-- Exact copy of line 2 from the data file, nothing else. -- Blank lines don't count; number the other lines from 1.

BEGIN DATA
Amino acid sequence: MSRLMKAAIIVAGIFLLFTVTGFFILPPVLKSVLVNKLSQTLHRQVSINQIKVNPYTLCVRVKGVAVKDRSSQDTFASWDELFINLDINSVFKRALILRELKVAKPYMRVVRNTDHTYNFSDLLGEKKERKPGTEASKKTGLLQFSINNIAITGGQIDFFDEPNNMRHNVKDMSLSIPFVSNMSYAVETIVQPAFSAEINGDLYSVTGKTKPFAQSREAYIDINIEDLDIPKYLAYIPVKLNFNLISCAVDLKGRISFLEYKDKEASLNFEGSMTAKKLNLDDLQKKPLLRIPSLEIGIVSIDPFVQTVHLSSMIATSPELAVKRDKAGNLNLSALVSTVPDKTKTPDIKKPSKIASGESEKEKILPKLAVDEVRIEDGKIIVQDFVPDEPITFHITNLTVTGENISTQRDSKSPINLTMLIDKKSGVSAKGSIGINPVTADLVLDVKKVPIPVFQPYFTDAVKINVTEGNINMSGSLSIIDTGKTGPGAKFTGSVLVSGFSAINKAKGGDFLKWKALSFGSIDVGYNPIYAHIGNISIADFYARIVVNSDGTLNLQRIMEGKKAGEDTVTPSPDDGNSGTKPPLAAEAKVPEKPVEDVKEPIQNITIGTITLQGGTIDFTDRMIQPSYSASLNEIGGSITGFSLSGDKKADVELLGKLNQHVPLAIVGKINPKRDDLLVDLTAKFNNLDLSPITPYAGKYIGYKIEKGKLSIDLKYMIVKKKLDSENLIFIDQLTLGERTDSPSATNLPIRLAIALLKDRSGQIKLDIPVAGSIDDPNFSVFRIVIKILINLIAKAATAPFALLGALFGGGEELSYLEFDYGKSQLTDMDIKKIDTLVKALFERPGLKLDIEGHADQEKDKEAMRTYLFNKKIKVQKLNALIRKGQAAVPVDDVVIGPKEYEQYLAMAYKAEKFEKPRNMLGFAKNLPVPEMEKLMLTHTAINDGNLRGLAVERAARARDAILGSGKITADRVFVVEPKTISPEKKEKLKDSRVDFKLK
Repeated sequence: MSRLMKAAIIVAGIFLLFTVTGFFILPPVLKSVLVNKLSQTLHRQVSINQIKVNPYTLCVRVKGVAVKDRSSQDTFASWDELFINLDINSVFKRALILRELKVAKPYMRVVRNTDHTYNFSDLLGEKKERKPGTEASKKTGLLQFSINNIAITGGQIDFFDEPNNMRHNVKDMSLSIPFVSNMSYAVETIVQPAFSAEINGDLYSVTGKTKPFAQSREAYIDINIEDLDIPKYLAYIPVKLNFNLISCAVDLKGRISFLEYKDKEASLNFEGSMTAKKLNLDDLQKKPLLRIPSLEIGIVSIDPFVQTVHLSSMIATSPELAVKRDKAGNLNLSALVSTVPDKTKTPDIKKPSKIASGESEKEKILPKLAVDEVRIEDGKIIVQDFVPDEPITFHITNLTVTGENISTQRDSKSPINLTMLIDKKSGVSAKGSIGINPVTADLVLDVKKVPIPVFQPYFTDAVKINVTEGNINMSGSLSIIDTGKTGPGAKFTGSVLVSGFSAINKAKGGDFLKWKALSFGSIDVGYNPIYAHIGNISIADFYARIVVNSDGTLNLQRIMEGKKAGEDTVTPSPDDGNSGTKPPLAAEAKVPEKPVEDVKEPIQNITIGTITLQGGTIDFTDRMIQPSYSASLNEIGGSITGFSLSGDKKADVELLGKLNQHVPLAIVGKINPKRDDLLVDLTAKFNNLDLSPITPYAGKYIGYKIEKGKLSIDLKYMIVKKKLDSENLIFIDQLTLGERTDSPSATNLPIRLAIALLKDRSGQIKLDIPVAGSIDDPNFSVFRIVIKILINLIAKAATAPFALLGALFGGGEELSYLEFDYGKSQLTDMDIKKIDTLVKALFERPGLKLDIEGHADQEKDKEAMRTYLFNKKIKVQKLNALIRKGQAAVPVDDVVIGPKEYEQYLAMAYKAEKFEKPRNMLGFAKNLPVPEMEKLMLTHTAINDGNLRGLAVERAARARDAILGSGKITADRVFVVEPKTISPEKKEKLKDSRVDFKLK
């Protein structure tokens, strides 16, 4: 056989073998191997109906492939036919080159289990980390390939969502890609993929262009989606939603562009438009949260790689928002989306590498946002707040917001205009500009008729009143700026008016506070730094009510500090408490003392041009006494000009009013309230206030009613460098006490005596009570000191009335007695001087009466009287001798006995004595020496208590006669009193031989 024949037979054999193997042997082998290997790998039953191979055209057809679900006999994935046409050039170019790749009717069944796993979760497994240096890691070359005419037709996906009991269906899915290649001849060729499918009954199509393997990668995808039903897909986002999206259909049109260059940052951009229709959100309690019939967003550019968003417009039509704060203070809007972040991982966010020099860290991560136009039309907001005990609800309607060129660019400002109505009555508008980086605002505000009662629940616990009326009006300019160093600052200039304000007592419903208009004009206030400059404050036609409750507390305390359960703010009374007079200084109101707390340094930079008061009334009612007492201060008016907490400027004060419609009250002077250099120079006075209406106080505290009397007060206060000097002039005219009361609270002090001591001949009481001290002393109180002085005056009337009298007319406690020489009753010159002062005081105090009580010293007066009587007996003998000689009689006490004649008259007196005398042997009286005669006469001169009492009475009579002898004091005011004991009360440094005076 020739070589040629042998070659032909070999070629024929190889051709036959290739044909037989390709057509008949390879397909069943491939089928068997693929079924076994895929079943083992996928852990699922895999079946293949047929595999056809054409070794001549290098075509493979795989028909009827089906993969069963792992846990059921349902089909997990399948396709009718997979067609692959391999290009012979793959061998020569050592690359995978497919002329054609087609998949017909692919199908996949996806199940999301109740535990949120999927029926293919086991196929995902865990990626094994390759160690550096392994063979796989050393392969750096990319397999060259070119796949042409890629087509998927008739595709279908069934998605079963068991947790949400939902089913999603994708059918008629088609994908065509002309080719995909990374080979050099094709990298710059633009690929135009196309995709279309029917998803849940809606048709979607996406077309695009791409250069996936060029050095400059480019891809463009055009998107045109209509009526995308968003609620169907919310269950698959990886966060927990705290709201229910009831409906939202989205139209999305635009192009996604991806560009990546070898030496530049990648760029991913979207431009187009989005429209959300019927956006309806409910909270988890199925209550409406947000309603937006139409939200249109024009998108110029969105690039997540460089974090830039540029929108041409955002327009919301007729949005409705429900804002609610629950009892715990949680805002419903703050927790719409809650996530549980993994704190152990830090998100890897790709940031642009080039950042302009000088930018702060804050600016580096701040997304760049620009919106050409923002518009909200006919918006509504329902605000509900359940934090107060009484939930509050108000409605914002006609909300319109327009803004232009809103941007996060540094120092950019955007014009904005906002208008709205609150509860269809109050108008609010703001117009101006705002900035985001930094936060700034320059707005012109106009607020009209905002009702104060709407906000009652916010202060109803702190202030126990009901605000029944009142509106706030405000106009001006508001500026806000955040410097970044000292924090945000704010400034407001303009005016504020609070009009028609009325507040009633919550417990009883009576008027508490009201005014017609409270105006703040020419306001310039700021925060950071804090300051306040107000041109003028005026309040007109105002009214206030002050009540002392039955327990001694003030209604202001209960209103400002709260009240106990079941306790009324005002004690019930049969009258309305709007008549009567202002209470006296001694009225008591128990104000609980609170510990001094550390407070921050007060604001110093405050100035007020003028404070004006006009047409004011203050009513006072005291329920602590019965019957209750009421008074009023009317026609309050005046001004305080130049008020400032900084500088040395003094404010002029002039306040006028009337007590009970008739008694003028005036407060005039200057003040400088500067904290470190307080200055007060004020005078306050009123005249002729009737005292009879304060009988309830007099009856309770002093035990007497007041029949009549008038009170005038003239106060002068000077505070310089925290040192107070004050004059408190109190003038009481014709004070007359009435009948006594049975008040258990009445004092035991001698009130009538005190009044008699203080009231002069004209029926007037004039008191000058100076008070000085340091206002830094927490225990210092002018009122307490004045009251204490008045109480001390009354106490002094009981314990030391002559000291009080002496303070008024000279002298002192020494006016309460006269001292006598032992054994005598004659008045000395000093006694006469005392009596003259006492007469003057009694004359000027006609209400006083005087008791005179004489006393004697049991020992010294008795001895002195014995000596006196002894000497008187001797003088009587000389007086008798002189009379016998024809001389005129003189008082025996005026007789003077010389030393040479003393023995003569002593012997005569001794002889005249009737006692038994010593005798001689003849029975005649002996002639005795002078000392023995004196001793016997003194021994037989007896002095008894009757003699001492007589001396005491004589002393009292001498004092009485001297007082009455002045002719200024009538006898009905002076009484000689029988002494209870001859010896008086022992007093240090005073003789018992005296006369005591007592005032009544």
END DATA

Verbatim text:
Repeated sequence: MSRLMKAAIIVAGIFLLFTVTGFFILPPVLKSVLVNKLSQTLHRQVSINQIKVNPYTLCVRVKGVAVKDRSSQDTFASWDELFINLDINSVFKRALILRELKVAKPYMRVVRNTDHTYNFSDLLGEKKERKPGTEASKKTGLLQFSINNIAITGGQIDFFDEPNNMRHNVKDMSLSIPFVSNMSYAVETIVQPAFSAEINGDLYSVTGKTKPFAQSREAYIDINIEDLDIPKYLAYIPVKLNFNLISCAVDLKGRISFLEYKDKEASLNFEGSMTAKKLNLDDLQKKPLLRIPSLEIGIVSIDPFVQTVHLSSMIATSPELAVKRDKAGNLNLSALVSTVPDKTKTPDIKKPSKIASGESEKEKILPKLAVDEVRIEDGKIIVQDFVPDEPITFHITNLTVTGENISTQRDSKSPINLTMLIDKKSGVSAKGSIGINPVTADLVLDVKKVPIPVFQPYFTDAVKINVTEGNINMSGSLSIIDTGKTGPGAKFTGSVLVSGFSAINKAKGGDFLKWKALSFGSIDVGYNPIYAHIGNISIADFYARIVVNSDGTLNLQRIMEGKKAGEDTVTPSPDDGNSGTKPPLAAEAKVPEKPVEDVKEPIQNITIGTITLQGGTIDFTDRMIQPSYSASLNEIGGSITGFSLSGDKKADVELLGKLNQHVPLAIVGKINPKRDDLLVDLTAKFNNLDLSPITPYAGKYIGYKIEKGKLSIDLKYMIVKKKLDSENLIFIDQLTLGERTDSPSATNLPIRLAIALLKDRSGQIKLDIPVAGSIDDPNFSVFRIVIKILINLIAKAATAPFALLGALFGGGEELSYLEFDYGKSQLTDMDIKKIDTLVKALFERPGLKLDIEGHADQEKDKEAMRTYLFNKKIKVQKLNALIRKGQAAVPVDDVVIGPKEYEQYLAMAYKAEKFEKPRNMLGFAKNLPVPEMEKLMLTHTAINDGNLRGLAVERAARARDAILGSGKITADRVFVVEPKTISPEKKEKLKDSRVDFKLK